Nuvve Corp. has been selected as a Vehicle to Grid (V2G) system provider of V2G demonstration project by Toyota Tsusho Corporation and Chubu Electric Power Co.
Both companies had already been selected for awards to initiate a “V2G Aggregator Demonstration Project” as a part of the Ministry of Economy, Trade and Industry Agency for Natural Resources and Energy’s “FY2018 Subsidies for Virtual Power Plant Demonstration Project for Improvement of Energy Management in Demand Side.”
Nuvve’s purpose of the project is to demonstrate Nuvve’s V2G aggregator technology in the Japanese market, guide Japanese market regulations, and provide Japan’s electrical system with solutions for managing their grid.
Nuvve’s CEO Gregory Poilasne said, “Since the 2011 earthquake and tsunami in Japan, the Japanese energy providers and automotive industry have tried to find solutions for mitigating energy risks for the Japanese people, including solutions such as Vehicle to Home (V2H). It just makes sense that we use electric vehicles (EV) as part of the energy solution. Aggregating a large number of vehicles can provide a significant amount of power that can be used not only during emergency situations, but also for day to day grid balancing. These batteries will generate revenues for the vehicle owners, thus reducing the cost of ownership of an EV. We are excited to be part of this project and look forward to working with our partners in this project.”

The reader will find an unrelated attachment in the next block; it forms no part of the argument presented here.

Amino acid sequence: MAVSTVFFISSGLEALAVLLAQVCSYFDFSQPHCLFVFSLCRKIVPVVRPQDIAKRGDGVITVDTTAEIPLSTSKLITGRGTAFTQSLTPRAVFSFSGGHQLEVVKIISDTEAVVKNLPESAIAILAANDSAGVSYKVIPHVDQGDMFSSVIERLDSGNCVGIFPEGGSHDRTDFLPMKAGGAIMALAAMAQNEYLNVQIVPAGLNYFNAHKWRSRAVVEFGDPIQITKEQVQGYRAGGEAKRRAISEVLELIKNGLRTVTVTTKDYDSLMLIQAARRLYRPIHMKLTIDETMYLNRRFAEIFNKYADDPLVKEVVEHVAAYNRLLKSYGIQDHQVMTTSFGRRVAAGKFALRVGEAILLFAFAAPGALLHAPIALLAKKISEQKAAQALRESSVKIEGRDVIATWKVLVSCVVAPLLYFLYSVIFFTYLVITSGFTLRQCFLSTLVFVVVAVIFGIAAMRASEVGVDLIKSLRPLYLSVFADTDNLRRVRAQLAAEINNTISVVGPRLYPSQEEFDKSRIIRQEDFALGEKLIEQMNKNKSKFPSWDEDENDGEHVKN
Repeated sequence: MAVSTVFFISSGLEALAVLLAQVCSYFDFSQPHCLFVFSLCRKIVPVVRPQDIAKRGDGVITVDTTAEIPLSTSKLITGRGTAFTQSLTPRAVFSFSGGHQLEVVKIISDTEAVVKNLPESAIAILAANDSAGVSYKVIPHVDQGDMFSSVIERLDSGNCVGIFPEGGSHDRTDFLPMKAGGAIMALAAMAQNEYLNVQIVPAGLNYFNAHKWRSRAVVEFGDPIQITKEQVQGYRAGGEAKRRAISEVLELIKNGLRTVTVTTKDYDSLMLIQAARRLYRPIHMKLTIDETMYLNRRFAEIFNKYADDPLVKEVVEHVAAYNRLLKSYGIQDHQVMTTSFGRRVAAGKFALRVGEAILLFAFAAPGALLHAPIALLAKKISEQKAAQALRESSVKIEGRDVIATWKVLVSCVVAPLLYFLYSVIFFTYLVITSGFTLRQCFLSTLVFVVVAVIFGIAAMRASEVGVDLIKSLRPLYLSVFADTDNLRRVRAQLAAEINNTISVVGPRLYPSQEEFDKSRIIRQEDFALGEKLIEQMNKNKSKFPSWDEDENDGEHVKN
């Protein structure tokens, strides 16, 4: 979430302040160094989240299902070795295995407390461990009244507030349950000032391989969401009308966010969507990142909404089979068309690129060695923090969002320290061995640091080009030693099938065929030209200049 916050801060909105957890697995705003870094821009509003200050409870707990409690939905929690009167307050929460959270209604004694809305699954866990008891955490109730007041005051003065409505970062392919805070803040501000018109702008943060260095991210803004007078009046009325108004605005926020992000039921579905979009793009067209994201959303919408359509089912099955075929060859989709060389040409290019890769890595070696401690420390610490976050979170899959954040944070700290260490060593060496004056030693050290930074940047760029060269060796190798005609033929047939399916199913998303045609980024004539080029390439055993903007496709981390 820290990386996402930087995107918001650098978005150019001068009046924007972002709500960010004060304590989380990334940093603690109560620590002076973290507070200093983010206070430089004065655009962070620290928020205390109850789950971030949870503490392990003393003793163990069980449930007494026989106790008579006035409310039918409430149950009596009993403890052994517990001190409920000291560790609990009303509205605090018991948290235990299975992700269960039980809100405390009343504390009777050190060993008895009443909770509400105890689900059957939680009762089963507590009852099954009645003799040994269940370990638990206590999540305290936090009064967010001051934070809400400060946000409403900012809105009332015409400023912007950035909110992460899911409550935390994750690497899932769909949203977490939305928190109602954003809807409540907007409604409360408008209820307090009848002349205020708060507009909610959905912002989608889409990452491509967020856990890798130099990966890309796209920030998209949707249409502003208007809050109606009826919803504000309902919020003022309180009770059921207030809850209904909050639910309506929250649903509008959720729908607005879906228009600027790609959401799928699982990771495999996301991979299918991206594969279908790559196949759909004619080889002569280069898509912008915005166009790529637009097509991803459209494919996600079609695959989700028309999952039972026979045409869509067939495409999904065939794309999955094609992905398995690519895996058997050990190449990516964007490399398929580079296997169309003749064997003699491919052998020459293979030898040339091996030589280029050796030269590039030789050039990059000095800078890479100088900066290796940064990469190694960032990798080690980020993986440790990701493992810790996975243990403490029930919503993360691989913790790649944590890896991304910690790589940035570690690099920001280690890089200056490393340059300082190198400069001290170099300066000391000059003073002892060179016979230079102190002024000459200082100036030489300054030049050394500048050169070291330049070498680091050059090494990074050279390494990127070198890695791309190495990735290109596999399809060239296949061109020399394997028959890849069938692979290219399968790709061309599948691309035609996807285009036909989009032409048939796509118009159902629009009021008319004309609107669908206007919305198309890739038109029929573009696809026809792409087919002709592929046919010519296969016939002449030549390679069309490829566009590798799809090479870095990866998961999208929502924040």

V2G technology, especially the more advanced forms of V2G, such as the ancillary service that provides frequency regulation to the electric grid from distributed electric vehicles, was conceptualised at the University of Delaware by Professor Willett Kempton (also Nuvve’s CTO) and has since been developed and deployed commercially by Nuvve Corporation. Nuvve Corporation will bring its existing V2G deployment experience to the Japanese market, enabling a faster implementation.
This innovative technology will enable the Japanese economy to support a wide deployment of electric vehicles across the country, as each vehicle becomes part of a virtual power plant that will be adapted to support the grid on a second by second basis. This flexibility allows the grid to adapt not only to the large foreseen EV growth, but also helps new renewable variable sources of energy such as wind and solar to be included in the country’s energy mix, thus contributing to reducing CO2 content of electricity for Japanese consumers.